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I trip on C#'s String.Join and String.Split parameter types every time. The problem is that String.Split takes a params char[] array of characters and String.Join takes a string.

Does anyone have a good mnemonic that can help me remember which takes which so I do not have to fix this every single time I do a string manipulation?

[EDIT, since everyone seems to be confused why I don't have IDE support]

I'm using LinqPad, like this, when I use this most of the time:

String.Join("\n", @"LongRawString
WithPlentyOfLines
UsuallyGeneratedBySomeoneElse
OrProducedBySqlServerForExample".Split('\n').Select(x => 
    {
        x = x.Trim();

        //create line of code, like:
        return "int longRawStringIdx = reader.GetOrdinal(\"LongRawString\")";
    }))

I don't get IDE support in LinqPad, and would like to save the few seconds it takes me to go back and fix it every time. It's silly, but then so are half the scripts that we programmers write to automate the 12 second tasks we do every day.

The problem is that I screw up whether or not I'm supposed to be giving Split the string or Join the string as its first parameter (or only in the case of Split).

share|improve this question
1  
What exactly is your problem? The IDE shows the accepted parameters... – Daniel Hilgarth Mar 15 '11 at 11:58
    
You could always define your own extension methods and make it work however you want – Blorgbeard Mar 15 '11 at 11:59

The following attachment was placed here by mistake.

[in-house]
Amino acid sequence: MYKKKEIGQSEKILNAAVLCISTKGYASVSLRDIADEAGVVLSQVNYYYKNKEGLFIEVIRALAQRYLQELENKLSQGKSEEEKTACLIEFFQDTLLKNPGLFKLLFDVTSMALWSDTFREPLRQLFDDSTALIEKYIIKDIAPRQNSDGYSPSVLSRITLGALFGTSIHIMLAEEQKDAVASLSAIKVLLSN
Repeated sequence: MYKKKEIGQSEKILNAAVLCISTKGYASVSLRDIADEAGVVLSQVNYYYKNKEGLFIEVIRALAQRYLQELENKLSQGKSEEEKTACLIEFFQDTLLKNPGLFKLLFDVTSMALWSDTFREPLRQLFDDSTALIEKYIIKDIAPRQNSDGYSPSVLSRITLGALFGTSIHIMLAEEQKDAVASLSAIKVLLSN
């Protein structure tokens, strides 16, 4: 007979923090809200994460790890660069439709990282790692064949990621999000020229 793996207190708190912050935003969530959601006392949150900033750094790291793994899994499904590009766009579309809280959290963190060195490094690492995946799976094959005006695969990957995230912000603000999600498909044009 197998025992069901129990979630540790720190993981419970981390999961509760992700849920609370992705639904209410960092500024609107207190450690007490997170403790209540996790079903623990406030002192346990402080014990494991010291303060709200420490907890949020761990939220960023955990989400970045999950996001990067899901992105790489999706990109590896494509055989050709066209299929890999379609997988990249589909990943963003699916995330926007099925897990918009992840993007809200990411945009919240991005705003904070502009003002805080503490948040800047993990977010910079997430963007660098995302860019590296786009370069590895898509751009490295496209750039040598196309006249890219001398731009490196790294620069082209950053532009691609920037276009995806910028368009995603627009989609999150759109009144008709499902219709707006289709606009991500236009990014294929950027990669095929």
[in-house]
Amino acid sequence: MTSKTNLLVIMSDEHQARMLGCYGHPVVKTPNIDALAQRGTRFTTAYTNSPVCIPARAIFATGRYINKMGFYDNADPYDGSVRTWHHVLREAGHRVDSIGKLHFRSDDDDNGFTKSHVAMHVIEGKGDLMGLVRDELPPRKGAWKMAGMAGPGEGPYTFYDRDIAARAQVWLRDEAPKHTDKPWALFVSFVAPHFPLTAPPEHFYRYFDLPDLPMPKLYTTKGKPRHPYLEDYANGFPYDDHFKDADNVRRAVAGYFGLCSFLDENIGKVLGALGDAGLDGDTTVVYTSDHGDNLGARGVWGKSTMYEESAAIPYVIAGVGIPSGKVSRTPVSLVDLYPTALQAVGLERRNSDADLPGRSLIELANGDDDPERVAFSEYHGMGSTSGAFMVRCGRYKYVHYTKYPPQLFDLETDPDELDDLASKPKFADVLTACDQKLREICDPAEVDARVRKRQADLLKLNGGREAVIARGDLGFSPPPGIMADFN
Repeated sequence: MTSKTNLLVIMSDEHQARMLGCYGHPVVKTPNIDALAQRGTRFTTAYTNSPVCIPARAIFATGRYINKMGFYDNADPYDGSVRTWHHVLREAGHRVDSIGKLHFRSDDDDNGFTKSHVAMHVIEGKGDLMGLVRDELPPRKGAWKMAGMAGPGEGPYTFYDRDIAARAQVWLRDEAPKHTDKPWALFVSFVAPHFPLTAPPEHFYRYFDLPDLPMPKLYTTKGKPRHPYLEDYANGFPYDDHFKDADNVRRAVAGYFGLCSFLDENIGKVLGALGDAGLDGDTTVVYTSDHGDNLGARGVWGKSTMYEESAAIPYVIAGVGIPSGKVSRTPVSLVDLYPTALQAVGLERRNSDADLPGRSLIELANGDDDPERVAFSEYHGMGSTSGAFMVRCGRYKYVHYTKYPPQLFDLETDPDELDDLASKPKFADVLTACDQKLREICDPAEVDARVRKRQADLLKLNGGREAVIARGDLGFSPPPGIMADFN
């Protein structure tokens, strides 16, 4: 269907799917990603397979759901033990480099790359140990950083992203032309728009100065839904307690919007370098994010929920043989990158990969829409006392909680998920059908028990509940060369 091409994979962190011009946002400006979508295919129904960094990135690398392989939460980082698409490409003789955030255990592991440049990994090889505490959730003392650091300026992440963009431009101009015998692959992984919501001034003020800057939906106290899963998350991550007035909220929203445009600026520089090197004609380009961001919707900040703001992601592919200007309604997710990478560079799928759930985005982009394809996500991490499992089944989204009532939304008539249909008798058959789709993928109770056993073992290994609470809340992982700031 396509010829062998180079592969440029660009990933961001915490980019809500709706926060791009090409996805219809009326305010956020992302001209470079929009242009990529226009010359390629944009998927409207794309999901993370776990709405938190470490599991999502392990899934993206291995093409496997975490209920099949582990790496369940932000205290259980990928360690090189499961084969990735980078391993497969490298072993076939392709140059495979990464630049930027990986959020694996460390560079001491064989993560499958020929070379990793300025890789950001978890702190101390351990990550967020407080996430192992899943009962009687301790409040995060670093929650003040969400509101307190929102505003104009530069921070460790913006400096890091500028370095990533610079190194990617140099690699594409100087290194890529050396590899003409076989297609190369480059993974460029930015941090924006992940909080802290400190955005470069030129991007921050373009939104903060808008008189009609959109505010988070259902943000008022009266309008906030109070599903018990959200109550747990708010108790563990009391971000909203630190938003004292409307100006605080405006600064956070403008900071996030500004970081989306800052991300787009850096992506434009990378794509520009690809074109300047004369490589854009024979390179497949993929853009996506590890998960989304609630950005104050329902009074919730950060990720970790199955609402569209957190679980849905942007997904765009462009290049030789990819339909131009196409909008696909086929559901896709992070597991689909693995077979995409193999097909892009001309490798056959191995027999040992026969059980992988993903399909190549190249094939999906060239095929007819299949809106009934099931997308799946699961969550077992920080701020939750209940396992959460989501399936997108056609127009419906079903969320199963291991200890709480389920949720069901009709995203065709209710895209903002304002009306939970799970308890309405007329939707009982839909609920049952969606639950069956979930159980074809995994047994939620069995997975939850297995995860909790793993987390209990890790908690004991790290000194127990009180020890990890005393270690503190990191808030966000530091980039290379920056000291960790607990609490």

String.Join is static, the other is not, isn't it enough that you know that? – Lasse V. Karlsen Mar 15 '11 at 12:00
1  
There's more than one situation where you don't get IDE support. For example I use linq pad to generate code from other data (line by line manipulation with C#'s regex support is way more powerful than Notepad++, for example). But, when you're working in LinqPad you don't have Intellisense unless you pay for it (which I haven't yet). – Crisfole Mar 15 '11 at 12:00
    
You still didn't specify what your problem is. Are you using string instead of char or the other way around or something else completely? – Daniel Hilgarth Mar 15 '11 at 12:02
up vote 5 down vote accepted

You could think of it this way: you're specifying one thing to join on, but several possible delimiters to split on. It makes sense that way round as the input string could already have many delimiters, but it doesn't make sense to join on multiple delimiters, as the Join method would have to work out which delimiter you meant each time.

I'd just use Intellisense though :)

share|improve this answer
    
That's very helpful. Thanks Jon. I came from a C++/Python NLP background where we either rolled our own Split/Join (in C++, since we were dealing with enormous amounts of data), or we used the Python Split/Join, which are so quirky that I remembered them immediately. – Crisfole Mar 15 '11 at 12:14

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